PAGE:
F-35 Lightning IIs were cleared for flight Feb. 28 following a temporary suspension after a cracked engine blade was found in a test aircraft earlier in the month.
A .06-inch crack was discovered in a third-stage turbine blade in a test aircraft at Edwards Air Force Base, Calif., Feb. 19. Third-stage blades are located deep inside the engine.
A thorough series of tests on the blade concluded prolonged exposure to high-heat levels and other operational stressors on the engine were contributing factors. Edwards AFB is home of the service’s major flight test wing, where aircraft undergo rigorous testing.
“As with any new weapons system, we expect to learn things about the aircraft and the system over time and we are doing just that,” said Col. Andrew Toth, the 33rd Fighter Wing commander at Eglin AFB, Fla., where F-35 pilot and maintenance training began in January.
After the crack was found, all F-35 engines were inspected and no additional cracks or signs of similar engine stress were found.
Despite not being able to fly during the recent suspension, teams at Eglin AFB continued training in a state-of-the-art training center.
“Due to the fidelity of the simulators, approximately 50 percent of the core syllabus flights for the F-35 training program are accomplished virtually,” Toth said. “Any additional time in the simulator gives pilots an opportunity to practice more emergency procedures and improve their capabilities.”
The training center has electronic classrooms for maintainers, actual-size, mock-up cockpits and weapons bays. On the flightline, maintainers continued to hone their skills on the advanced, stealth fighter.
In a recent interview with The Washington Post, Lt. Gen. Frank Gorenc explained why the F-35, which will be built for the U.S. Air Force, Navy and Marines, and eight allies, is needed.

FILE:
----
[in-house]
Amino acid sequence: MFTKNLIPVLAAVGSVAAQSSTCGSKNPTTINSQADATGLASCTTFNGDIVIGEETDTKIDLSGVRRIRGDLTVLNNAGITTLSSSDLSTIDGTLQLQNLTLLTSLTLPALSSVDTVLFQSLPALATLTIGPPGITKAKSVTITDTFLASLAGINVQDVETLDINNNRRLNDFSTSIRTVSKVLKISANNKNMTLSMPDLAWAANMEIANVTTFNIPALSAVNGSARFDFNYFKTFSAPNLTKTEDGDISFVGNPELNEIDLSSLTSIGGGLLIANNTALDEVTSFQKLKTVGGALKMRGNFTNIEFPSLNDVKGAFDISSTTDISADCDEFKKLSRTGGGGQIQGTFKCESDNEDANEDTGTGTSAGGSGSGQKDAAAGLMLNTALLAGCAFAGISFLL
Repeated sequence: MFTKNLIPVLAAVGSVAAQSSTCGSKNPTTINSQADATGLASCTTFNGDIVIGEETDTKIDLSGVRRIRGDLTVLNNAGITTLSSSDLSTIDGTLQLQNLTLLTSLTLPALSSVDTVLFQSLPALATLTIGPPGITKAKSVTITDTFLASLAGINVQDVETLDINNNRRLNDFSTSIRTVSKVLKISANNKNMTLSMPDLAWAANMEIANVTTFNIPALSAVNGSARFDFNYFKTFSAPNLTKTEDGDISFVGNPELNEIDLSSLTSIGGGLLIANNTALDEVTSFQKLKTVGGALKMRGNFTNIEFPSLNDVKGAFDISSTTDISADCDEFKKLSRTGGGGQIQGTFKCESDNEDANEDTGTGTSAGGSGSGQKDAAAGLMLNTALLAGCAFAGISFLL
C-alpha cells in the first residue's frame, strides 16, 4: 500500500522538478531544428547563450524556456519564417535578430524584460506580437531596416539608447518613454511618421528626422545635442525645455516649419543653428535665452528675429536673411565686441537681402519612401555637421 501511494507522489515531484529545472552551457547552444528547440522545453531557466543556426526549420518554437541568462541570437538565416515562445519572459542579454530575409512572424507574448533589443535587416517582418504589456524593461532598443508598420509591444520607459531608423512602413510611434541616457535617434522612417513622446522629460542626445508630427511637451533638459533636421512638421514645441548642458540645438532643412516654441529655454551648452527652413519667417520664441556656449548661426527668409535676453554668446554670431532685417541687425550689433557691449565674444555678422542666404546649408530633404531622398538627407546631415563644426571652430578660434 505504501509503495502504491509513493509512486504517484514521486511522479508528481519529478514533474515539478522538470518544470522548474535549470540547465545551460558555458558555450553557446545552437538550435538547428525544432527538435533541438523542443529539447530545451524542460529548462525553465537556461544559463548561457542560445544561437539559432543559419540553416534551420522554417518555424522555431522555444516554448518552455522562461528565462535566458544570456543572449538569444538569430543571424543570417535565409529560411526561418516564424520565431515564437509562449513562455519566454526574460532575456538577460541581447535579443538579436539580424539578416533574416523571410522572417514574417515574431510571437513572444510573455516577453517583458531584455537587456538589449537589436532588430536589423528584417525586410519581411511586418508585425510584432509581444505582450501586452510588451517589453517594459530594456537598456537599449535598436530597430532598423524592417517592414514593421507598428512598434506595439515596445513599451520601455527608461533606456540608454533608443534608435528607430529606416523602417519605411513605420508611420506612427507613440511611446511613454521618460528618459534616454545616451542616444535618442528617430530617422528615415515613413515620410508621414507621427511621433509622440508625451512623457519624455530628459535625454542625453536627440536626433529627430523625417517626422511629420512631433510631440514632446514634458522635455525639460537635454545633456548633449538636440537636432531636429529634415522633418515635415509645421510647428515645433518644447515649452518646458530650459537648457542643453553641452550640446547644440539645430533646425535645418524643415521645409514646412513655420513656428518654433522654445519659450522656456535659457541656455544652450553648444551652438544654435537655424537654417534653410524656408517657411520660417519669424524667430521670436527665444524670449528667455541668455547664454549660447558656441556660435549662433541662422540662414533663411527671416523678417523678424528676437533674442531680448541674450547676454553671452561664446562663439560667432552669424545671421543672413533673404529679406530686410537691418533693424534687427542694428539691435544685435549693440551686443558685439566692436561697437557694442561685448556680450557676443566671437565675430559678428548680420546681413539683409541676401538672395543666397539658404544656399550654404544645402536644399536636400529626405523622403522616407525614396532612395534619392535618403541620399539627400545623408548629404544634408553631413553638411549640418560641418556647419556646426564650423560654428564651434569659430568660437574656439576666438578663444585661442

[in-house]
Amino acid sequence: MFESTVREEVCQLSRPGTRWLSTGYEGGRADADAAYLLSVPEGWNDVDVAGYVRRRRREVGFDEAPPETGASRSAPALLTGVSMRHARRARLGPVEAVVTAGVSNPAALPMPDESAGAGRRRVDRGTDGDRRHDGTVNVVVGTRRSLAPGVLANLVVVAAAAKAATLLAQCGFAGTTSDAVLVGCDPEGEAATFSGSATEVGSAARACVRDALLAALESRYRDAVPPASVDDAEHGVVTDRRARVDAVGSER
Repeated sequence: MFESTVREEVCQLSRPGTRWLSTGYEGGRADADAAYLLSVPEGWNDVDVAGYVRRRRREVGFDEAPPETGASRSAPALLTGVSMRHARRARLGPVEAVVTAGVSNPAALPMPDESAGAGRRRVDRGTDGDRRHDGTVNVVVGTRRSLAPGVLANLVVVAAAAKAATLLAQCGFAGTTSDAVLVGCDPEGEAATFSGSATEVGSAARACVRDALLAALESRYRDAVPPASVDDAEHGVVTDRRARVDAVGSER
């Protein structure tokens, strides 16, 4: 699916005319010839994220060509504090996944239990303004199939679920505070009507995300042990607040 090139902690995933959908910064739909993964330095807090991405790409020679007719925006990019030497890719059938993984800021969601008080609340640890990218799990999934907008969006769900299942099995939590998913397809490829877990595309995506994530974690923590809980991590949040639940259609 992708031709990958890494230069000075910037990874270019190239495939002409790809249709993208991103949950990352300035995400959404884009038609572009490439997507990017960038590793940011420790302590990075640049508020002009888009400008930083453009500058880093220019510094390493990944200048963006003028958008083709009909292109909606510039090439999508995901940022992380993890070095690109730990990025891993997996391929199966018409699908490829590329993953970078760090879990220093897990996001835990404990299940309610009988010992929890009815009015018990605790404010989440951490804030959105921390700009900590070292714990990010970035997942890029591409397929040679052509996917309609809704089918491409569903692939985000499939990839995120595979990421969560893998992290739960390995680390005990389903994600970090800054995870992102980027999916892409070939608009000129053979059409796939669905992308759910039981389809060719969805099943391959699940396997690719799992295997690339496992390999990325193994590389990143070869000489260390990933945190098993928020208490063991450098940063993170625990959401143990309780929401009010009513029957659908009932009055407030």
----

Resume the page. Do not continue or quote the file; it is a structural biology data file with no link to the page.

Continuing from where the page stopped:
“Enemy threats are evolving. Their surface-to-air missile technology is evolving,” he said. “So that’s why fifth-generation technology is such a thing and that’s the promise of the F-35.”
Gorenc said aircraft like the F-16 Fighting Falcon and A-10 Thunderbolt II are far more vulnerable in “contested environments” because they are not stealth aircraft.
The general also explained the advantage of going to war with coalition partners that train with and fly the same aircraft.
“The ability to deal with coalition partners that operate the same equipment, that will probably adopt the same tactics, techniques, procedures, that will be involved in the same logistics concept,” Gorenc said, “That’s very important because when you have a coalition partner that is operating the same equipment, there are so many things in the joint fight that become much easier to do than you would expect.”
Former Defense Secretary Leon Panetta said July 18, the F-35 is critical to a future defense strategy that depends on agility, flexibility and the ability to stay on the cutting edge of technology.
“We’re committed to all three (F-35) variants,” Panetta said, “because we think each of the forces will be able to use that kind of weaponry for the future so that we can effectively control the skies as we confront the enemies of tomorrow.”
(Chrissy Cuttita at Eglin AFB and Cheryl Pellerin with American Forces Press Service contributed to this report.)
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